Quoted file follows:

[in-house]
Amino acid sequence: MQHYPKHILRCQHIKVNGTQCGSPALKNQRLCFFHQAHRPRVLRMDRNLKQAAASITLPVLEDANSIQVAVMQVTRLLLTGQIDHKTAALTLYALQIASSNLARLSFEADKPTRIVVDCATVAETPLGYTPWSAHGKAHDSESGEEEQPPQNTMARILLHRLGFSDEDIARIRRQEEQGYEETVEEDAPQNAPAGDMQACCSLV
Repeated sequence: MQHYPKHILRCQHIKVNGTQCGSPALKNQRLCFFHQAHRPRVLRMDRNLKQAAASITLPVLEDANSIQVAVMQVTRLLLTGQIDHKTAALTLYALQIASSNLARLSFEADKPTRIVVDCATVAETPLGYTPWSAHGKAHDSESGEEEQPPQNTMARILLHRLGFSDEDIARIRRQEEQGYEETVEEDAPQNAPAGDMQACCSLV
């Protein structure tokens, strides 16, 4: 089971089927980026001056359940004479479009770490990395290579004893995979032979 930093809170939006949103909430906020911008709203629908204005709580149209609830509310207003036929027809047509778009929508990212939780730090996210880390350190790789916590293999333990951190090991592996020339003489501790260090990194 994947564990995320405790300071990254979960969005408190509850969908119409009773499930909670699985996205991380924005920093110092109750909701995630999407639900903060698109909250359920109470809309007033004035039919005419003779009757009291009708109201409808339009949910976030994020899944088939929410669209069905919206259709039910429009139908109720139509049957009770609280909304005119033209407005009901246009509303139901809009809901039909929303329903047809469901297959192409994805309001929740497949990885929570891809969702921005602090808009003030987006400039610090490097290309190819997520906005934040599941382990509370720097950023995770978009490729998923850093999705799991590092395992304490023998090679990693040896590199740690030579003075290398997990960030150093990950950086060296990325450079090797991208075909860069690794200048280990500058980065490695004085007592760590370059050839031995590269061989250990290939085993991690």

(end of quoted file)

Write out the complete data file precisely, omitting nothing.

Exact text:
[in-house]
Amino acid sequence: MQHYPKHILRCQHIKVNGTQCGSPALKNQRLCFFHQAHRPRVLRMDRNLKQAAASITLPVLEDANSIQVAVMQVTRLLLTGQIDHKTAALTLYALQIASSNLARLSFEADKPTRIVVDCATVAETPLGYTPWSAHGKAHDSESGEEEQPPQNTMARILLHRLGFSDEDIARIRRQEEQGYEETVEEDAPQNAPAGDMQACCSLV
Repeated sequence: MQHYPKHILRCQHIKVNGTQCGSPALKNQRLCFFHQAHRPRVLRMDRNLKQAAASITLPVLEDANSIQVAVMQVTRLLLTGQIDHKTAALTLYALQIASSNLARLSFEADKPTRIVVDCATVAETPLGYTPWSAHGKAHDSESGEEEQPPQNTMARILLHRLGFSDEDIARIRRQEEQGYEETVEEDAPQNAPAGDMQACCSLV
């Protein structure tokens, strides 16, 4: 089971089927980026001056359940004479479009770490990395290579004893995979032979 930093809170939006949103909430906020911008709203629908204005709580149209609830509310207003036929027809047509778009929508990212939780730090996210880390350190790789916590293999333990951190090991592996020339003489501790260090990194 994947564990995320405790300071990254979960969005408190509850969908119409009773499930909670699985996205991380924005920093110092109750909701995630999407639900903060698109909250359920109470809309007033004035039919005419003779009757009291009708109201409808339009949910976030994020899944088939929410669209069905919206259709039910429009139908109720139509049957009770609280909304005119033209407005009901246009509303139901809009809901039909929303329903047809469901297959192409994805309001929740497949990885929570891809969702921005602090808009003030987006400039610090490097290309190819997520906005934040599941382990509370720097950023995770978009490729998923850093999705799991590092395992304490023998090679990693040896590199740690030579003075290398997990960030150093990950950086060296990325450079090797991208075909860069690794200048280990500058980065490695004085007592760590370059050839031995590269061989250990290939085993991690």